Report

Deriving genomic diagnoses without revealing patient genomes

See allHide authors and affiliations

Science  18 Aug 2017:
Vol. 357, Issue 6352, pp. 692-695
DOI: 10.1126/science.aam9710

You are currently viewing the abstract.

View Full Text

Sharing data, protecting privacy

Although data-sharing is crucial for making the best use of genetic data in diagnosing disease, many individuals who might donate data are concerned about privacy. Jagadeesh et al. describe a solution that combines a protocol from modern cryptography with frequency-based clinical genetics used to diagnose causal disease mutations in patients with monogenic disorders. This framework correctly identified the causal gene in cases involving actual patients, while protecting more than 99% of individual participants' most private variants.

Science, this issue p. 692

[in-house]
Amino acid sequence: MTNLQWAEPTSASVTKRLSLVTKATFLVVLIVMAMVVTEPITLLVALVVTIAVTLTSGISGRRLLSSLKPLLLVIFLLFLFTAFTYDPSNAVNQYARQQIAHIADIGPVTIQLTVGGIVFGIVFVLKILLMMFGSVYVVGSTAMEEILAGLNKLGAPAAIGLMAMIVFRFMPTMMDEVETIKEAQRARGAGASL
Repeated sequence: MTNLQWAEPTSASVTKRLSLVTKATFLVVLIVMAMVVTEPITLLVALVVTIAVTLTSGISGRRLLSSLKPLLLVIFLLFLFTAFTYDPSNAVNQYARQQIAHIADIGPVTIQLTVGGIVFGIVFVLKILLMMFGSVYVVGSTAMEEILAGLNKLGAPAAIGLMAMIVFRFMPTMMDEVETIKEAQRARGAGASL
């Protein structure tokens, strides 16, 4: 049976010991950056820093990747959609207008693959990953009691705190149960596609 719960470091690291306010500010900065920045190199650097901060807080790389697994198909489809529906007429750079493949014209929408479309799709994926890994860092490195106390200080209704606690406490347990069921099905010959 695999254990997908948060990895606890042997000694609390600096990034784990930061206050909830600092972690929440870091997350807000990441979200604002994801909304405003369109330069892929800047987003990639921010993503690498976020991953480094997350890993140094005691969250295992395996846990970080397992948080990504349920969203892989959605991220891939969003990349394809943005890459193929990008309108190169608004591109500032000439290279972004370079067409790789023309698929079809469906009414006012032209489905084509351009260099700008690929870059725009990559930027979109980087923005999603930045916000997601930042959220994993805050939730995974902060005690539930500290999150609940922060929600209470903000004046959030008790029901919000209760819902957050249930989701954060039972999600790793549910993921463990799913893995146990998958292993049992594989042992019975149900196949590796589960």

Abstract

Patient genomes are interpretable only in the context of other genomes; however, genome sharing enables discrimination. Thousands of monogenic diseases have yielded definitive genomic diagnoses and potential gene therapy targets. Here we show how to provide such diagnoses while preserving participant privacy through the use of secure multiparty computation. In multiple real scenarios (small patient cohorts, trio analysis, two-hospital collaboration), we used our methods to identify the causal variant and discover previously unrecognized disease genes and variants while keeping up to 99.7% of all participants’ most sensitive genomic information private.

View Full Text